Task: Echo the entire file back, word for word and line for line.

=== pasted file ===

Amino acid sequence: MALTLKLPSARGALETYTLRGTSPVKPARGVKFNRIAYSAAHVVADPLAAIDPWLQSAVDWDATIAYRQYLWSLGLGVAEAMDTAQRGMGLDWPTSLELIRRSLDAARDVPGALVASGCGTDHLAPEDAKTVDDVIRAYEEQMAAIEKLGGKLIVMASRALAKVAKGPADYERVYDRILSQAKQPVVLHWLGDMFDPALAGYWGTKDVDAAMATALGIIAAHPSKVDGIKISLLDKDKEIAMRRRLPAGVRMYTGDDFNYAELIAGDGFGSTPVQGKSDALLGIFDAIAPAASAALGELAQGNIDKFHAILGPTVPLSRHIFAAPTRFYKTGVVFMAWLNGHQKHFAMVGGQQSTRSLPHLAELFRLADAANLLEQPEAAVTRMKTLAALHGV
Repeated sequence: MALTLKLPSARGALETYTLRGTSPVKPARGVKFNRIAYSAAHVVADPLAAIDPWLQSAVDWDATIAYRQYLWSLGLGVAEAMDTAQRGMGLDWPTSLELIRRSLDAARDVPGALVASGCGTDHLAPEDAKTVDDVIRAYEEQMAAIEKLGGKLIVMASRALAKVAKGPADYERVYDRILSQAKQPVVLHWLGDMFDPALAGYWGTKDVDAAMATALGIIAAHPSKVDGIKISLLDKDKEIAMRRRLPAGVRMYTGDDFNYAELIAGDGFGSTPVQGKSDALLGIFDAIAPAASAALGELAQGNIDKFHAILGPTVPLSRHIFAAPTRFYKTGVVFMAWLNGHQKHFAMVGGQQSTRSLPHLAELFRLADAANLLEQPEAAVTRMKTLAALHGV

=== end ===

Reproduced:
Amino acid sequence: MALTLKLPSARGALETYTLRGTSPVKPARGVKFNRIAYSAAHVVADPLAAIDPWLQSAVDWDATIAYRQYLWSLGLGVAEAMDTAQRGMGLDWPTSLELIRRSLDAARDVPGALVASGCGTDHLAPEDAKTVDDVIRAYEEQMAAIEKLGGKLIVMASRALAKVAKGPADYERVYDRILSQAKQPVVLHWLGDMFDPALAGYWGTKDVDAAMATALGIIAAHPSKVDGIKISLLDKDKEIAMRRRLPAGVRMYTGDDFNYAELIAGDGFGSTPVQGKSDALLGIFDAIAPAASAALGELAQGNIDKFHAILGPTVPLSRHIFAAPTRFYKTGVVFMAWLNGHQKHFAMVGGQQSTRSLPHLAELFRLADAANLLEQPEAAVTRMKTLAALHGV
Repeated sequence: MALTLKLPSARGALETYTLRGTSPVKPARGVKFNRIAYSAAHVVADPLAAIDPWLQSAVDWDATIAYRQYLWSLGLGVAEAMDTAQRGMGLDWPTSLELIRRSLDAARDVPGALVASGCGTDHLAPEDAKTVDDVIRAYEEQMAAIEKLGGKLIVMASRALAKVAKGPADYERVYDRILSQAKQPVVLHWLGDMFDPALAGYWGTKDVDAAMATALGIIAAHPSKVDGIKISLLDKDKEIAMRRRLPAGVRMYTGDDFNYAELIAGDGFGSTPVQGKSDALLGIFDAIAPAASAALGELAQGNIDKFHAILGPTVPLSRHIFAAPTRFYKTGVVFMAWLNGHQKHFAMVGGQQSTRSLPHLAELFRLADAANLLEQPEAAVTRMKTLAALHGV